The Maison Martin Margiela piece was just a bonkers spot. They are a high fashion brand and have created these trippy crystal facemask headpieces. I was fascinated by them and wanted to do something around them. I found a really aggressive punk track and matched it with scans of seashells I made on my scanner with footage from the Mars Rover landing. Quick cuts, jarring music, and brazenly short in total running time. You are left with an impact of what the fuck was that, and I love that. 

The Emerald Nuts “Bird and Cat” spot and the Benetton “FLY” spot were both playful in their execution. I have a lot of different illustration styles, but my favorite is the quick and raw emotive works that just get the essence and the idea out. They are not refined, but they are real, and I think that courage to go with this style speaks volumes when executed in a professional spot. Emerald Nuts is a bit quirky in the copy. It’s a quick short story narrated by three lines of text and is in no way related to nuts, but connected to Emerald’s bizarre previous commercials which is perfect. Benneton was really driven by this folk song I found that felt like a hidden iconic jingle and the spot is really hinged on showcasing it through a quick morphing animation of a short story.

Finally this Nike “Personal Things” spot was a spec I had always wanted to do of an emotional anthemic collage of great moments in sports history. I had met Umar Bin Hassan of the famed Last Poets in New York City and our time together made a lasting impression on me. I searched for one of his poems that could hopefully fit the bill as a narration to this idea I had. I came upon his work “Personal Things” and it was just a perfect match. Again music was sourced from the creative commons zero library and I was able to create something that left me teary eyed and spoke to a greater portrait of the human experience.  If you can get someone to cry or laugh, or express any real emotion from a product advertisement, I think that is the pinnacle of what we are aiming for in our craft.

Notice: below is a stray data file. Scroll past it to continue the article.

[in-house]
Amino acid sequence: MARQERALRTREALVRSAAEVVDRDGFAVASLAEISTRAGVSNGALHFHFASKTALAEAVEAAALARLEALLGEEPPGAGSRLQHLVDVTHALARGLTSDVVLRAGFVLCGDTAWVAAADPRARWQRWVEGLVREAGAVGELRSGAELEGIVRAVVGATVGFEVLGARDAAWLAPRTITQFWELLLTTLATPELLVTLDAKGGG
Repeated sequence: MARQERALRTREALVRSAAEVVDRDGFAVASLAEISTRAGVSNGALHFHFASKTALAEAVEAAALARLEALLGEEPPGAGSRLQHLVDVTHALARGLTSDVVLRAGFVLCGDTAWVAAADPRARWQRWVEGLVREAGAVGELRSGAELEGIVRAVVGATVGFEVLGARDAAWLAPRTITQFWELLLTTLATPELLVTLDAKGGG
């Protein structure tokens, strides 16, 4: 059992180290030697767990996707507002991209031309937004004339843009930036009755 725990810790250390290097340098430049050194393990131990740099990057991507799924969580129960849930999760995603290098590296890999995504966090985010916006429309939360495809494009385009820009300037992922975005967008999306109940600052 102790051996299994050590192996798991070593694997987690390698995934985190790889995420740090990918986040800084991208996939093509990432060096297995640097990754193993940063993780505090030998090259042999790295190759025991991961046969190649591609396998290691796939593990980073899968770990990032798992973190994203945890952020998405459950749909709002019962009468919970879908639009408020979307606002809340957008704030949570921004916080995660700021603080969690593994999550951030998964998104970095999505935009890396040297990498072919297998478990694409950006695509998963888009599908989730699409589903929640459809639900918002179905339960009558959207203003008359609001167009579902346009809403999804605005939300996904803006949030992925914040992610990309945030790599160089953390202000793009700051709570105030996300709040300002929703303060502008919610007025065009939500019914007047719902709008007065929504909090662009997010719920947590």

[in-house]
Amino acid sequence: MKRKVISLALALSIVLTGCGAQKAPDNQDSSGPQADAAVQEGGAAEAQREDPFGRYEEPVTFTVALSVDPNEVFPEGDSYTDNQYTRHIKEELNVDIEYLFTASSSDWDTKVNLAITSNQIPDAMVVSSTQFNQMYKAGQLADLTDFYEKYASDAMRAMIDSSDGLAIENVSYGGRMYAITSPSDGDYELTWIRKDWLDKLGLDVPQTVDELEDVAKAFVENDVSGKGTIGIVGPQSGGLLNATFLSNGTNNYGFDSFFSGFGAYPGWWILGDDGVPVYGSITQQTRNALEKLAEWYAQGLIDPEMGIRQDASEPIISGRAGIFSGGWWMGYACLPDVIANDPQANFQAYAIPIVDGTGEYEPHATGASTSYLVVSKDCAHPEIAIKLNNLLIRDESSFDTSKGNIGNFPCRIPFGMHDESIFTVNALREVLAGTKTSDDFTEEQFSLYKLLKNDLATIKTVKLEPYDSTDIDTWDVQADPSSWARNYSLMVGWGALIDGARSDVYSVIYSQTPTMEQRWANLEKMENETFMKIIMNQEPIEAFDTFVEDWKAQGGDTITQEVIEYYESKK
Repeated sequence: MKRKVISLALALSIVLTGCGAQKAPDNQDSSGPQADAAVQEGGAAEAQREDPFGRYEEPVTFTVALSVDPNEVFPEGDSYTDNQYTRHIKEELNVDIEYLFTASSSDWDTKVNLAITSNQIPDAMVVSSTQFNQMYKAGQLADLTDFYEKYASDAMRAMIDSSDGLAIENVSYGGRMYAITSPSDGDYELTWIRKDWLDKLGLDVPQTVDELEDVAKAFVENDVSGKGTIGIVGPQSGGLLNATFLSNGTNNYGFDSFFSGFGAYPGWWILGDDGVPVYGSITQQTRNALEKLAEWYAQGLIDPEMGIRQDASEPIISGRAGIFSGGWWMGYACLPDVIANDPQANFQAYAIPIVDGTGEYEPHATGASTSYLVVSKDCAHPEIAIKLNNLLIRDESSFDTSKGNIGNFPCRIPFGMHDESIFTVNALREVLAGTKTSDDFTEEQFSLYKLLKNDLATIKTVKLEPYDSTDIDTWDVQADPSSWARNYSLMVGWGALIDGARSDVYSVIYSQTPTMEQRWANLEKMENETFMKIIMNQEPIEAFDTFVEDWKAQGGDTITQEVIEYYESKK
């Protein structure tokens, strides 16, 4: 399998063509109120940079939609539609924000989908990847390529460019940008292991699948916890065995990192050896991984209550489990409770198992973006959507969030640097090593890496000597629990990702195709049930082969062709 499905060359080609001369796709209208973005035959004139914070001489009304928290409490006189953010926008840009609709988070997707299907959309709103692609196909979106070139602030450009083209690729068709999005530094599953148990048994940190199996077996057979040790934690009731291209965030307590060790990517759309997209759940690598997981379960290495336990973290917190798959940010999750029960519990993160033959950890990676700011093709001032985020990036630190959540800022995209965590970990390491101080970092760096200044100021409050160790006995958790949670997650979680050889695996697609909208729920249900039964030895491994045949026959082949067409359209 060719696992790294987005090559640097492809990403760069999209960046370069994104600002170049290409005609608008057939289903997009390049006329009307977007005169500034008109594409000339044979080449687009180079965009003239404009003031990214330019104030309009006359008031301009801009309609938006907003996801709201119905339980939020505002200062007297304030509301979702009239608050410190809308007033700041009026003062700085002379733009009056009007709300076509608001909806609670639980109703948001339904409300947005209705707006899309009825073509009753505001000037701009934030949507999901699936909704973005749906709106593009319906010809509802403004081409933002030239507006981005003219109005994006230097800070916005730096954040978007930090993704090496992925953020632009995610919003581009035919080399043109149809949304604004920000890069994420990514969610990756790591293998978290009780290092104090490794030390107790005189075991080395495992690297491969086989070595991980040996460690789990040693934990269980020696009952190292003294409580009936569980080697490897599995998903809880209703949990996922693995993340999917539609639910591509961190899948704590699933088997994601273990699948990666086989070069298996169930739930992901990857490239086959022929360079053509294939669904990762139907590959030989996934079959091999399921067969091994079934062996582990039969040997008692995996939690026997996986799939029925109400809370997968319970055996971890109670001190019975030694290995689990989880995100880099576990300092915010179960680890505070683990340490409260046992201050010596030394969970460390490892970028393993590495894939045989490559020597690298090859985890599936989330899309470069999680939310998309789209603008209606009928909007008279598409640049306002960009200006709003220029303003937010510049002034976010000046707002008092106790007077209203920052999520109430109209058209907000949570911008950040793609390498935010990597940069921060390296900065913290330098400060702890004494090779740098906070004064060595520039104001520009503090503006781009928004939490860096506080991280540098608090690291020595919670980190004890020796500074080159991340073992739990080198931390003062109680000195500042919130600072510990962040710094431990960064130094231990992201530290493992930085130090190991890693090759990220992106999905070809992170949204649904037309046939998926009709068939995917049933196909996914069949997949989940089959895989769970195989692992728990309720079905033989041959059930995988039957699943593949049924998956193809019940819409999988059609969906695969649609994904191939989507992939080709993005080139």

I personally think spec spots should be a way of life in all agencies. That there should be dedicated hours for each quarter to create works that are creatively risky for brands the agency is currently working with, or brands that they just love. Some of my favorite commercials have that feel, a majority of them were made in the 80’s and early 90’s. There was a real art house, exploratory tone in them and they felt like they had soul.  Small pieces of cinema. Timeless in nature.
I don’t really believe in creative blockages and I think those are somewhat self imposed phenomena of the psyche, or when we are limiting ourselves in what creative expression looks like. I find it handy to cycle through different creative outlets (photography informs a poem, a poem informs a painting, a painting informs a font choice, ad infinitum). When we have a wide array of creative expressions and outlets we can find a huge well of ideas instead of a linear approach when we are tasked with executing a project. I truly believe that all of the possibilities of creative expression exist in an unseen liminal space, and that we as creators are vessels for bringing the unmanifest into the manifest. We just have to remain honest, open minded, and willing – and in doing that we cultivate intuition in our process.

Gianni Arone is a Motion Graphics Designer at The Many and recently sold his first NFT on OpenSea.
Disclaimer – The following spots are spec spots. The originator of the spots is not affiliated with, connected to, nor sponsored or endorsed by the companies featured.